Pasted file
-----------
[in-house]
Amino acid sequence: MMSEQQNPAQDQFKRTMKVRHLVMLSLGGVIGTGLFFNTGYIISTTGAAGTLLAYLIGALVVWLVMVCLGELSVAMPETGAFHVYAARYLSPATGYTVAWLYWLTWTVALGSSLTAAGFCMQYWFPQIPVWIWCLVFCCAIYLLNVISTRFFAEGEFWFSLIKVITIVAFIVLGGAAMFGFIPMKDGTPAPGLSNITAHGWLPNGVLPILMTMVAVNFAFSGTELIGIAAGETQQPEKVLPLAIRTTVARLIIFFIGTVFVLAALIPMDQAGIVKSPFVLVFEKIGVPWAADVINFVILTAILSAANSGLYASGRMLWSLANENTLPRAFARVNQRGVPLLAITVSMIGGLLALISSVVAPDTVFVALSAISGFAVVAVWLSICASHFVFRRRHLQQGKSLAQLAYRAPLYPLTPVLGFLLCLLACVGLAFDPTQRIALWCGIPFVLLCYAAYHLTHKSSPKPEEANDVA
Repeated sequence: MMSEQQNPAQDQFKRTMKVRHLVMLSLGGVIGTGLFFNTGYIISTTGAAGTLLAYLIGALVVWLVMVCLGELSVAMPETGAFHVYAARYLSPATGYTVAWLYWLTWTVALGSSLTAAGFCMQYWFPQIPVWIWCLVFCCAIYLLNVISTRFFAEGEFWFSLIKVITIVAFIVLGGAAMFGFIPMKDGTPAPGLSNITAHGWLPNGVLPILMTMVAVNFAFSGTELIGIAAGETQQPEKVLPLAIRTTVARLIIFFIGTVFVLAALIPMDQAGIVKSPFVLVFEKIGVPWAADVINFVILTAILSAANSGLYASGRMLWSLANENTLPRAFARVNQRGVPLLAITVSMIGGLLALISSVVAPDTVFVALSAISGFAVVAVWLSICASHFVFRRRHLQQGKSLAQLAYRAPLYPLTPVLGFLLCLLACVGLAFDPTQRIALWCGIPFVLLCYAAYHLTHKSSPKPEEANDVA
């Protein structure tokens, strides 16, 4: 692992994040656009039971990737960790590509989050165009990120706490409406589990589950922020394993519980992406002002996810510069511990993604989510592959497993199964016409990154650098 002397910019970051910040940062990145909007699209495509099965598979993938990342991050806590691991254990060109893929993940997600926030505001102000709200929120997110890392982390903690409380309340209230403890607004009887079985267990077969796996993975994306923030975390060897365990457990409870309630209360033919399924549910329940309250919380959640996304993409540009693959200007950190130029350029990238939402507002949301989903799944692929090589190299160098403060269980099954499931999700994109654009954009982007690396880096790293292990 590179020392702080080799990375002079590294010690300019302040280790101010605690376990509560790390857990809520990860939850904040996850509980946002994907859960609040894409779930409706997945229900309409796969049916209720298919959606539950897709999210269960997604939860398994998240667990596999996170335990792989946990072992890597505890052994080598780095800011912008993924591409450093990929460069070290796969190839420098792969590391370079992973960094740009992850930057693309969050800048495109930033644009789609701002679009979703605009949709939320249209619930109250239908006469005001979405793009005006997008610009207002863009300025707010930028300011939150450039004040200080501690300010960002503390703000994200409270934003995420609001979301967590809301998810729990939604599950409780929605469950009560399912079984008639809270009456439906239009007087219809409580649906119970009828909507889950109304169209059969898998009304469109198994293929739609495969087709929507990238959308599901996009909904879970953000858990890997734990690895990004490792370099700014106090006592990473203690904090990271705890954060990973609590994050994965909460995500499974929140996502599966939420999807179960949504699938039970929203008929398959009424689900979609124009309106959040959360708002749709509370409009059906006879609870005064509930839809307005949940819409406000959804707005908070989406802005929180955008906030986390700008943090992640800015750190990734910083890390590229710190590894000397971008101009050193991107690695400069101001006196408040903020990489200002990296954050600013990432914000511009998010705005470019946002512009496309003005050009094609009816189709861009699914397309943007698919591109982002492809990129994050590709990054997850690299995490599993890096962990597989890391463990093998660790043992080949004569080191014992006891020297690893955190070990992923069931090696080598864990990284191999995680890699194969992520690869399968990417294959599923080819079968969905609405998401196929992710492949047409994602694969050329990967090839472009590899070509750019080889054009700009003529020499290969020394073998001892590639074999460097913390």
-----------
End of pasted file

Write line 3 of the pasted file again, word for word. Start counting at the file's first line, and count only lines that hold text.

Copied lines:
Repeated sequence: MMSEQQNPAQDQFKRTMKVRHLVMLSLGGVIGTGLFFNTGYIISTTGAAGTLLAYLIGALVVWLVMVCLGELSVAMPETGAFHVYAARYLSPATGYTVAWLYWLTWTVALGSSLTAAGFCMQYWFPQIPVWIWCLVFCCAIYLLNVISTRFFAEGEFWFSLIKVITIVAFIVLGGAAMFGFIPMKDGTPAPGLSNITAHGWLPNGVLPILMTMVAVNFAFSGTELIGIAAGETQQPEKVLPLAIRTTVARLIIFFIGTVFVLAALIPMDQAGIVKSPFVLVFEKIGVPWAADVINFVILTAILSAANSGLYASGRMLWSLANENTLPRAFARVNQRGVPLLAITVSMIGGLLALISSVVAPDTVFVALSAISGFAVVAVWLSICASHFVFRRRHLQQGKSLAQLAYRAPLYPLTPVLGFLLCLLACVGLAFDPTQRIALWCGIPFVLLCYAAYHLTHKSSPKPEEANDVA